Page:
• Could someone have stolen my credit card and email address and placed an order for themselves? Answer: No. Not this time. No charges were put through on my credit card.
  • Could the link displayed in the message be legit, or is it somehow masking a different URL that I would be whisked off to, only to have my entire digital life destroyed by some nasty bug or bomb or something? Answer: It’s a masked URL pointing to a site that is nearly, but not quite the same (they added a few letters to the end of the legitimate company’s URL). I found that out by carefully hovering my mouse over the link then right-clicking it to reveal the link without actually clicking on it (NOTE: this is how it works in MAC MAIL !!! Don’t know how this works in Outlook, so BE CAREFUL!)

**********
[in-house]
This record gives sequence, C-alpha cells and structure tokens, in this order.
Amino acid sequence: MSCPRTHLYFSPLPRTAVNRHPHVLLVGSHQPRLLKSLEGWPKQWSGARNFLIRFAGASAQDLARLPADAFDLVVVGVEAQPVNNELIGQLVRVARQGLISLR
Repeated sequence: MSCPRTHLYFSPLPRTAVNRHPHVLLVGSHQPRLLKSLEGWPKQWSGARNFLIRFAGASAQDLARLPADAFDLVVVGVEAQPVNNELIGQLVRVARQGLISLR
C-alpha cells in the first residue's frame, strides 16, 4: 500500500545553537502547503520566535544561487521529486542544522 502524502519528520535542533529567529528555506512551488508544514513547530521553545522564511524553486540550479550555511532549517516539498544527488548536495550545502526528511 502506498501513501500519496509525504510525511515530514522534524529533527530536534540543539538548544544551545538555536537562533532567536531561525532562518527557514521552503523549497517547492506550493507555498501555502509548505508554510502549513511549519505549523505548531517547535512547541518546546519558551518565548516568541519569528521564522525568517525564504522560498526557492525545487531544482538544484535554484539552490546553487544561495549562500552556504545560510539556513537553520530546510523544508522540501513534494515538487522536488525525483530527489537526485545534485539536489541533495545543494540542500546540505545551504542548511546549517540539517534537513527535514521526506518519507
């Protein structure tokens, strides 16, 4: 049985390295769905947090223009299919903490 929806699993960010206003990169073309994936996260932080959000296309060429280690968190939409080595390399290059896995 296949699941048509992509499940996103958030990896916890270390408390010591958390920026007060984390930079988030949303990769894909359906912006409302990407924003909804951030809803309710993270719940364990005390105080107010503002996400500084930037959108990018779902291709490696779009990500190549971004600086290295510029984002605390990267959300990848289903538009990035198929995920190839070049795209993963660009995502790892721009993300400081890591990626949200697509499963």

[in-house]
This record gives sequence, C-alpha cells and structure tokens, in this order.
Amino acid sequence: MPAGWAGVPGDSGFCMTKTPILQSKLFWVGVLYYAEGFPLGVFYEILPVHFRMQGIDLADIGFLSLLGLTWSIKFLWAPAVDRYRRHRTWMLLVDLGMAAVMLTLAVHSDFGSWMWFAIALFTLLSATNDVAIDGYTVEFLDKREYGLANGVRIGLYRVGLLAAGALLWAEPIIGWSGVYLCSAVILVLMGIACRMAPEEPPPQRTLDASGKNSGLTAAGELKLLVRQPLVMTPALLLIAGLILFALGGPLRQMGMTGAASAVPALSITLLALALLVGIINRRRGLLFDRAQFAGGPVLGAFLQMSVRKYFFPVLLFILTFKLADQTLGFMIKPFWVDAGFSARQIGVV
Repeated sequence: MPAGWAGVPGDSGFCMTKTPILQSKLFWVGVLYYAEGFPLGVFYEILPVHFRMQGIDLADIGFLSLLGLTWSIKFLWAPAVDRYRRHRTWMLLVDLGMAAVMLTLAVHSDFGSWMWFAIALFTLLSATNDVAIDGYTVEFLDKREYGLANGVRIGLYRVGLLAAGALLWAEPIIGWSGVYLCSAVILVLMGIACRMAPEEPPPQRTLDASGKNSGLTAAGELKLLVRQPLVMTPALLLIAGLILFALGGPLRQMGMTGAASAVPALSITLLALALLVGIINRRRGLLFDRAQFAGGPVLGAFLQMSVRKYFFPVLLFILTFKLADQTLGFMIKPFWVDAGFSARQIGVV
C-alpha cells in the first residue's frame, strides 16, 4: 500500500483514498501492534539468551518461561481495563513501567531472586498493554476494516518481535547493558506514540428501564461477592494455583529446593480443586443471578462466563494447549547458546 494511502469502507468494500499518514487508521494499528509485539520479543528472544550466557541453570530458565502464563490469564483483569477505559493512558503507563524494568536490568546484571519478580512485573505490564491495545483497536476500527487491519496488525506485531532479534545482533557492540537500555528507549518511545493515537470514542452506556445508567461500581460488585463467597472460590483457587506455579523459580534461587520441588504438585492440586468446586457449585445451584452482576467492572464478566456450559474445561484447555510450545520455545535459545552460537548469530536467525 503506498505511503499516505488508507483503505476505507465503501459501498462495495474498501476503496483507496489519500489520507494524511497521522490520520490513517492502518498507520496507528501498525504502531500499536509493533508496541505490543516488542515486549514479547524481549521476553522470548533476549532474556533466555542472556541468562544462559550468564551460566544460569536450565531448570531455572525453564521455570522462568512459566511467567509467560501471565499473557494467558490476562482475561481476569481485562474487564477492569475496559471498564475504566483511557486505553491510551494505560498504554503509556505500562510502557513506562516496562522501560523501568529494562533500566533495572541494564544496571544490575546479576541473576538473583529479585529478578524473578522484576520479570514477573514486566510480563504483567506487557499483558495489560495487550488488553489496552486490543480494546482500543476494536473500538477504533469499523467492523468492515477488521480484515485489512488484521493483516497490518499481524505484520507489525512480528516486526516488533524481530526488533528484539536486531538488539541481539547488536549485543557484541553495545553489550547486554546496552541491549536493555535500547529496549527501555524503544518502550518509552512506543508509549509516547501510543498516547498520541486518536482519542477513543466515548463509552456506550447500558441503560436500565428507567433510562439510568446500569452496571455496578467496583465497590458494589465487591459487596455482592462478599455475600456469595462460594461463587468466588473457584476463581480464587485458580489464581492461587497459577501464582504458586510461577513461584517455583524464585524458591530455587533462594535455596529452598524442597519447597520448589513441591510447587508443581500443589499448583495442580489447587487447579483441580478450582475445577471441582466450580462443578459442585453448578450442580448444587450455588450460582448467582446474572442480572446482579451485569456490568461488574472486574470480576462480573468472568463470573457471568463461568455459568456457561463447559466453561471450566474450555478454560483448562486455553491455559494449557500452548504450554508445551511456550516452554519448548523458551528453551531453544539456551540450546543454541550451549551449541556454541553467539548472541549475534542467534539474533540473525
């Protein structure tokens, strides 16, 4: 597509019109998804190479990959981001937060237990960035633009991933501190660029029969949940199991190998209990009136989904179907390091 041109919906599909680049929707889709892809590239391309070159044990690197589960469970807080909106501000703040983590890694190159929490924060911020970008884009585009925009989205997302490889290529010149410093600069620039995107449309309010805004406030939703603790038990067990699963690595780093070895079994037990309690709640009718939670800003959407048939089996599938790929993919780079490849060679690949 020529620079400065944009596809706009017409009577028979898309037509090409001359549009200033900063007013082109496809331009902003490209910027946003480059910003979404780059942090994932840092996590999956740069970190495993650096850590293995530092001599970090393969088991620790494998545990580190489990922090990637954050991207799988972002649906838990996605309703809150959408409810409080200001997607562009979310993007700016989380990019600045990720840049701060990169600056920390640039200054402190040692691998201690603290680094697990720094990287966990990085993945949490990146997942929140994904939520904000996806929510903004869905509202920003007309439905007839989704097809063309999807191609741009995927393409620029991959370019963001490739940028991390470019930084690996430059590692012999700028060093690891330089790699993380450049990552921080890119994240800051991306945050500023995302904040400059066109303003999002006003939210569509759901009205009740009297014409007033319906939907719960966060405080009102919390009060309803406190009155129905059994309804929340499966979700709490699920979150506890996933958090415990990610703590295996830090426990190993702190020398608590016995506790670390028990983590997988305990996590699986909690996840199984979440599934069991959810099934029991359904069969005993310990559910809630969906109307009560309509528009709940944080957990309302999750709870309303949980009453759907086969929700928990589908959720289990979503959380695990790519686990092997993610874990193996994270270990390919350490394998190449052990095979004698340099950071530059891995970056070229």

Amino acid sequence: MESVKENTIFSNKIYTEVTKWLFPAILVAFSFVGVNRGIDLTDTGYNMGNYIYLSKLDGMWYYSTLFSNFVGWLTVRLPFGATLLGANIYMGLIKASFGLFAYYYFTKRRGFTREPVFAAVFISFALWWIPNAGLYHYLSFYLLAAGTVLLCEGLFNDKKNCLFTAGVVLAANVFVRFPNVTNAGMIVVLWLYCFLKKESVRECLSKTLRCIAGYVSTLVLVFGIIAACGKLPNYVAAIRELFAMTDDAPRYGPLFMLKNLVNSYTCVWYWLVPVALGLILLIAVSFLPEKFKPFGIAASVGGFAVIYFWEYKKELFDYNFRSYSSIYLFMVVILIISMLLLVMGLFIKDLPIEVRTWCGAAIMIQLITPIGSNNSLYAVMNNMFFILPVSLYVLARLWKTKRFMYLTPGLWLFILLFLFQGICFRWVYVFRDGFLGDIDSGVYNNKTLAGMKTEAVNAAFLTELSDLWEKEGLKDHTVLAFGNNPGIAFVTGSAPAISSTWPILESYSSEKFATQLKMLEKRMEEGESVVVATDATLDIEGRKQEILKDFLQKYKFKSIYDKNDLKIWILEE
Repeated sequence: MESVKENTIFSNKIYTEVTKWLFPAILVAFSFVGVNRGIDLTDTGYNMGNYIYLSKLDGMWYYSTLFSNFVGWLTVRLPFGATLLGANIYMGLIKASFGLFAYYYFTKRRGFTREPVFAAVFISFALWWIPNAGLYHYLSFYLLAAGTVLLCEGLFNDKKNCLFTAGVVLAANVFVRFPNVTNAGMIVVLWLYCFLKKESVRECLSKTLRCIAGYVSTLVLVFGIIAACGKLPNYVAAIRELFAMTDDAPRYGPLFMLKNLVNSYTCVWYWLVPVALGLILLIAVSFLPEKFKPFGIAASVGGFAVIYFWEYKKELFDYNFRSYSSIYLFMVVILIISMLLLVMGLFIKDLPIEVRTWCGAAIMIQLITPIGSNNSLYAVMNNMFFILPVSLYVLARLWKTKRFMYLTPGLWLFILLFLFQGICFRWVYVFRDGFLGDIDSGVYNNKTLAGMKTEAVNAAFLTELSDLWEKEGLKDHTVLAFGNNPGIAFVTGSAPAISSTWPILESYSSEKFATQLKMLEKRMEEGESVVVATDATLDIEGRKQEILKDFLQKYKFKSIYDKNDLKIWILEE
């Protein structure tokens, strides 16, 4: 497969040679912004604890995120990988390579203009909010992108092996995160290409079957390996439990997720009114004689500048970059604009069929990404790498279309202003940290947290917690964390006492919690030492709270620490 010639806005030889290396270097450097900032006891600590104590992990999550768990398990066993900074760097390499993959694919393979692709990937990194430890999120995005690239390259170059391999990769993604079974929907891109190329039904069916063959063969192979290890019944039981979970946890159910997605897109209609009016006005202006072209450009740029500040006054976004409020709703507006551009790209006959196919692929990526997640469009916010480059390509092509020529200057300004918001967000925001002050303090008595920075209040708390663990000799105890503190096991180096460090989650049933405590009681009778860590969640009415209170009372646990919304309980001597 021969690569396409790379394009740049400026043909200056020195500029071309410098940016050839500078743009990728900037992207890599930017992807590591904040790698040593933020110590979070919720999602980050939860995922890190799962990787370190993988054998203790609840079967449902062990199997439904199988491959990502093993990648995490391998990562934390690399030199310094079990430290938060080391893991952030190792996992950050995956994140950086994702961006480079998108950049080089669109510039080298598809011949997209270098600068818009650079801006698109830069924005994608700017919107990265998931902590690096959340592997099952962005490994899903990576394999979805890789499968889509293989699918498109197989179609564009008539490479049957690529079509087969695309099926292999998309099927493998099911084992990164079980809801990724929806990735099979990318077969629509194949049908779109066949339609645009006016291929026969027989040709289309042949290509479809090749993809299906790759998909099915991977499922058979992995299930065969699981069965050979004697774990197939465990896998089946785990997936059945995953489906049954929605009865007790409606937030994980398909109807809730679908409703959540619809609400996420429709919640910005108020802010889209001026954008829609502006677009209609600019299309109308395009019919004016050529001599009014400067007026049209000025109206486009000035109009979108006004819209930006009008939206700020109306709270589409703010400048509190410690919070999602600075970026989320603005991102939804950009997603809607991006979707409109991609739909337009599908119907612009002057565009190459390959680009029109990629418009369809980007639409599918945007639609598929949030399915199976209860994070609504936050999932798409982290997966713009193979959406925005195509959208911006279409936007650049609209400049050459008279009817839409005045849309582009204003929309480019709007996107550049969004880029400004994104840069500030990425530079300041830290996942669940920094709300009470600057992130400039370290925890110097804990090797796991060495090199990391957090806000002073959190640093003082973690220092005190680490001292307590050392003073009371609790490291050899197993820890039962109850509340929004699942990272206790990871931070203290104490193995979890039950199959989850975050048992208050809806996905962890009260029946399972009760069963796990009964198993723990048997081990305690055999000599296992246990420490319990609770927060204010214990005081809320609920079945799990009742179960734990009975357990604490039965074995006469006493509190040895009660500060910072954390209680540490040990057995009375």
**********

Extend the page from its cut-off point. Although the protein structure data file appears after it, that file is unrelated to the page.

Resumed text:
In more detail, here are the clues that tipped me off, and that I would encourage you to consider if you encounter a potential scam like this before you click on ANYthing!

  1. I received two copies of this email…
  2. …to two different email accounts…
  3. …from a company I’ve never heard of…
  4. …for an order of clothing I could only fit into in my dreams…
  5. …on a credit card that was already too close to the limit for an order of this amount to go through…
  6. …and they don’t give any hint as to the number used for the payment (most online receipts for VISA payments show the last four digits of the VISA card to prove validity and to help the customer, who maybe has more than one VISA card, figure out which card they actually used.